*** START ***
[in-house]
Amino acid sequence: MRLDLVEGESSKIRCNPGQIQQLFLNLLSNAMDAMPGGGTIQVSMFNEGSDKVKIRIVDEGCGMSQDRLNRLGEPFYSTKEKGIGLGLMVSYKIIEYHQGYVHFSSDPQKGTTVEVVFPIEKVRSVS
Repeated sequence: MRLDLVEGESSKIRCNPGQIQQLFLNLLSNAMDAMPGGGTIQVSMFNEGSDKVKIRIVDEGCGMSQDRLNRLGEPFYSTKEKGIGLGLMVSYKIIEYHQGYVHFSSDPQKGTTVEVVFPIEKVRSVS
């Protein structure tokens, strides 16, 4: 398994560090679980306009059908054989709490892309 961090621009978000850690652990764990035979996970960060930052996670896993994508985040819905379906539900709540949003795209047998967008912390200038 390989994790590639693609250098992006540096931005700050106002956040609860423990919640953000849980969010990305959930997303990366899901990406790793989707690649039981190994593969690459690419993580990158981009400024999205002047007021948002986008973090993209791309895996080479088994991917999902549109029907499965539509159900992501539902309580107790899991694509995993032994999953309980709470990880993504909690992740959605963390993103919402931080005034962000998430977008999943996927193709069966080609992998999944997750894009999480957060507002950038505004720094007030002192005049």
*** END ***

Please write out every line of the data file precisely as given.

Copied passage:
[in-house]
Amino acid sequence: MRLDLVEGESSKIRCNPGQIQQLFLNLLSNAMDAMPGGGTIQVSMFNEGSDKVKIRIVDEGCGMSQDRLNRLGEPFYSTKEKGIGLGLMVSYKIIEYHQGYVHFSSDPQKGTTVEVVFPIEKVRSVS
Repeated sequence: MRLDLVEGESSKIRCNPGQIQQLFLNLLSNAMDAMPGGGTIQVSMFNEGSDKVKIRIVDEGCGMSQDRLNRLGEPFYSTKEKGIGLGLMVSYKIIEYHQGYVHFSSDPQKGTTVEVVFPIEKVRSVS
């Protein structure tokens, strides 16, 4: 398994560090679980306009059908054989709490892309 961090621009978000850690652990764990035979996970960060930052996670896993994508985040819905379906539900709540949003795209047998967008912390200038 390989994790590639693609250098992006540096931005700050106002956040609860423990919640953000849980969010990305959930997303990366899901990406790793989707690649039981190994593969690459690419993580990158981009400024999205002047007021948002986008973090993209791309895996080479088994991917999902549109029907499965539509159900992501539902309580107790899991694509995993032994999953309980709470990880993504909690992740959605963390993103919402931080005034962000998430977008999943996927193709069966080609992998999944997750894009999480957060507002950038505004720094007030002192005049």